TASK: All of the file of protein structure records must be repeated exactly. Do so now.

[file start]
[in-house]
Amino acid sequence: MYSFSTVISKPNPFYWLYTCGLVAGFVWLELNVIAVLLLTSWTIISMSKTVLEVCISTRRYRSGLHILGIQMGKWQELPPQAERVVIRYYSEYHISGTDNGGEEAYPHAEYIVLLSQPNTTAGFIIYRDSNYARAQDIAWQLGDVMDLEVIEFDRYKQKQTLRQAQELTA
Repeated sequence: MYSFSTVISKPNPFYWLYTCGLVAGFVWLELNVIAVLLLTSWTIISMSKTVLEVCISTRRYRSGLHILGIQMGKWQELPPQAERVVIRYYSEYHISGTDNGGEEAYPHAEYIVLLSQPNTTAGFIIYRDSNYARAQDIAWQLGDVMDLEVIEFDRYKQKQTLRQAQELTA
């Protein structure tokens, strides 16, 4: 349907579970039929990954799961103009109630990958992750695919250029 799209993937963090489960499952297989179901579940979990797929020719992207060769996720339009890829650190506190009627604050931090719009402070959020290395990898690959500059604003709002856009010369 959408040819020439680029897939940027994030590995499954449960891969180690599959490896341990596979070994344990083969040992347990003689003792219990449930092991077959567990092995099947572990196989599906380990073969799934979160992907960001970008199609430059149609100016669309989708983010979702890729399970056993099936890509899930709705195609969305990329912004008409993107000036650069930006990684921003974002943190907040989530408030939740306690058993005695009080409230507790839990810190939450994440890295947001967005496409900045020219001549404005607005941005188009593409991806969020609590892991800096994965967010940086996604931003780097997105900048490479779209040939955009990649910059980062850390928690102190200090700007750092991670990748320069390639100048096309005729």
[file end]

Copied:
[in-house]
Amino acid sequence: MYSFSTVISKPNPFYWLYTCGLVAGFVWLELNVIAVLLLTSWTIISMSKTVLEVCISTRRYRSGLHILGIQMGKWQELPPQAERVVIRYYSEYHISGTDNGGEEAYPHAEYIVLLSQPNTTAGFIIYRDSNYARAQDIAWQLGDVMDLEVIEFDRYKQKQTLRQAQELTA
Repeated sequence: MYSFSTVISKPNPFYWLYTCGLVAGFVWLELNVIAVLLLTSWTIISMSKTVLEVCISTRRYRSGLHILGIQMGKWQELPPQAERVVIRYYSEYHISGTDNGGEEAYPHAEYIVLLSQPNTTAGFIIYRDSNYARAQDIAWQLGDVMDLEVIEFDRYKQKQTLRQAQELTA
């Protein structure tokens, strides 16, 4: 349907579970039929990954799961103009109630990958992750695919250029 799209993937963090489960499952297989179901579940979990797929020719992207060769996720339009890829650190506190009627604050931090719009402070959020290395990898690959500059604003709002856009010369 959408040819020439680029897939940027994030590995499954449960891969180690599959490896341990596979070994344990083969040992347990003689003792219990449930092991077959567990092995099947572990196989599906380990073969799934979160992907960001970008199609430059149609100016669309989708983010979702890729399970056993099936890509899930709705195609969305990329912004008409993107000036650069930006990684921003974002943190907040989530408030939740306690058993005695009080409230507790839990810190939450994440890295947001967005496409900045020219001549404005607005941005188009593409991806969020609590892991800096994965967010940086996604931003780097997105900048490479779209040939955009990649910059980062850390928690102190200090700007750092991670990748320069390639100048096309005729």